Anthony C. Martin
(21 February 1942 –
17 January 2013)
Known as Professor Tony Martin, was a historian, author, and Emeritus Professor of Africana Studies at Wellesley College, Massachusetts. He is regarded as the pre-eminent expert on the life and work of Marcus Garvey.
Born in Port of Spain, Trinidad and Tobago, Professor Martin’s education and work took him around the world. He qualified as a barrister-at-law at the Honourable Society of Gray's Inn (London) in 1965, did a B.Sc. honours degree in economics at the University of Hull (England), and an M.A. and later a Ph.D. in history at Michigan State University. He taught at the Cipriani Labour College (Trinidad), St. Mary's College (Trinidad), and the University of Michigan-Flint, before beginning his work at Wellesley College.
Professor Martin taught at Wellesley from 1973 to 2007, during which time he was awarded tenure. He was a visiting professor at the University of Minnesota, Brandeis University, Brown University, and The Colorado College. Professor Martin spent a year as an honorary research fellow at the University of the West Indies, Trinidad.
Professor Martin lectured in many countries. He spoke to university and general audiences all over the United States and Canada, the Caribbean, Europe, Africa, Australasia, and South America. In 1990 he delivered the annual DuBois/Padmore/Nkrumah Pan-African lecture in Ghana. In 2004 he was one of the principal speakers at the First Conference of Intellectuals of Africa and the Diaspora, which was sponsored by the African Union in Senegal.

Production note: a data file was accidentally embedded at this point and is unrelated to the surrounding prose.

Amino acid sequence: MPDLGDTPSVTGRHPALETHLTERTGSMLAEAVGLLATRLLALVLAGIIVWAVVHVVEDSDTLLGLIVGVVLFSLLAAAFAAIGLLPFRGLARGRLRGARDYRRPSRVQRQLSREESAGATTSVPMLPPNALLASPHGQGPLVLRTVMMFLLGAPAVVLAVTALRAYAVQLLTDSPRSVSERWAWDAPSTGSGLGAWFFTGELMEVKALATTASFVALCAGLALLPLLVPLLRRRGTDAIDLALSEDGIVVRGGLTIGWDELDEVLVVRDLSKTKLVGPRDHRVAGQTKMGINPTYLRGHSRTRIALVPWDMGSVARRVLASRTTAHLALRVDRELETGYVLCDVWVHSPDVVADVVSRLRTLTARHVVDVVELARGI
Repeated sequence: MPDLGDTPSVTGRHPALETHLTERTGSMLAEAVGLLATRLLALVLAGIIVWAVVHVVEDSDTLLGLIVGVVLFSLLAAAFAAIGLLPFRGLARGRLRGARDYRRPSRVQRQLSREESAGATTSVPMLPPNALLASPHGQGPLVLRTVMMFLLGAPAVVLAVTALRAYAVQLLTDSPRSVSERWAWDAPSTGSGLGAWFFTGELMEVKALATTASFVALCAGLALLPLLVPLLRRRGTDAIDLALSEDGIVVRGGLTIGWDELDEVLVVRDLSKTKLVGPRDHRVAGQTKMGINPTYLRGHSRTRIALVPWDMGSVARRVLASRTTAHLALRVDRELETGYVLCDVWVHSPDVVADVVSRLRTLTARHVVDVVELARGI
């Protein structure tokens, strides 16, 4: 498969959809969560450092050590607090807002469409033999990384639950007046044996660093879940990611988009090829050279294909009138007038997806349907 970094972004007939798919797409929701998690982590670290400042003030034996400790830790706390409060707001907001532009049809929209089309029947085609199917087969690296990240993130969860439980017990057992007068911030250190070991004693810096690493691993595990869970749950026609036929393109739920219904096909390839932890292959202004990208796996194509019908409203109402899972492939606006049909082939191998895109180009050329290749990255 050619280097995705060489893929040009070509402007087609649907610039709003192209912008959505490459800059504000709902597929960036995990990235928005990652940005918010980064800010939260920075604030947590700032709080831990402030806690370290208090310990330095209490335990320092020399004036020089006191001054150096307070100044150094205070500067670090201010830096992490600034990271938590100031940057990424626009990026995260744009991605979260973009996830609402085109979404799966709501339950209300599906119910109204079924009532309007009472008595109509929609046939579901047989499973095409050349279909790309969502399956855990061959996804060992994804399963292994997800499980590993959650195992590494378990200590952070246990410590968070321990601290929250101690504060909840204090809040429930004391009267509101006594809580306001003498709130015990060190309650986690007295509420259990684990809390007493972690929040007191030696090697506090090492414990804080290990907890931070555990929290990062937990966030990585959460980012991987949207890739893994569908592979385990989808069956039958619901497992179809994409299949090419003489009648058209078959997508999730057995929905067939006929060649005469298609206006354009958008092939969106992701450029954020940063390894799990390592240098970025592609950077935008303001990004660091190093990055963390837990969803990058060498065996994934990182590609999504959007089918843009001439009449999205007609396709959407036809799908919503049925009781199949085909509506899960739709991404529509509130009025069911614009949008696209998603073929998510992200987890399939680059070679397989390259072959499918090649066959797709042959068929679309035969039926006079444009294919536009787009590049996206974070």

Professor Martin established his own publishing company, The Majority Press, through which he published many of his own books, and the work of other authors. He wrote, compiled and/or edited 14 books including Amy Ashwood Garvey: Pan-Africanist, Feminist and Mrs. Marcus Garvey No. 1, Or, A Tale of Two Amies (2007), Literary Garveyism: Garvey, Black Arts and the Harlem Renaissance (1983), and the classic study of the Garvey Movement, and his seminal text Race First: the Ideological and Organizational Struggles of Marcus Garvey and the Universal Negro Improvement Association (1976).
Professor Martin's articles and reviews have appeared in the Journal of Negro History; Journal of African American History; American Historical Review; African Studies Review; Washington Post Book World; Journal of Caribbean History; Journal of American History; Black Books Bulletin; Jamaica Journal; Comparative Studies of South Asia, Africa and the Middle East; and many others.
Professor Martin’s writings can be found in several reference works and encyclopedias including the UNESCO General History of the Caribbean, the Oxford Dictionary of National Biography, American National Biography, the Encyclopedia of African American Business History, International Encyclopedia of the Social Sciences, and Encyclopedia of the Harlem Renaissance. He received numerous academic and community awards, including a grant from the American Philosophical Society. Professor Martin reviewed articles and programs for scholarly journals including the National Endowment for the Humanities, and the Austrian Science Fund. His biographical listings can be found in Who's Who in America, Who's Who in the World, Who's Who Among America's Teachers, Personalities Caribbean, Who's Who Among African Americans, and elsewhere. He was also a reviewer and consultant for publishers, and served as an expert witness for Congressional hearings.
Professor Martin, and was a featured guest on the Marcus Garvey episode of BBC Radio 4’s Great Lives, which aired in 2005.
Professor Martin passed away unexpectedly in Trinidad & Tobago on 17th January 2013, he was 70 years old. He is survived by his son, Shabaka, who was the light of his life.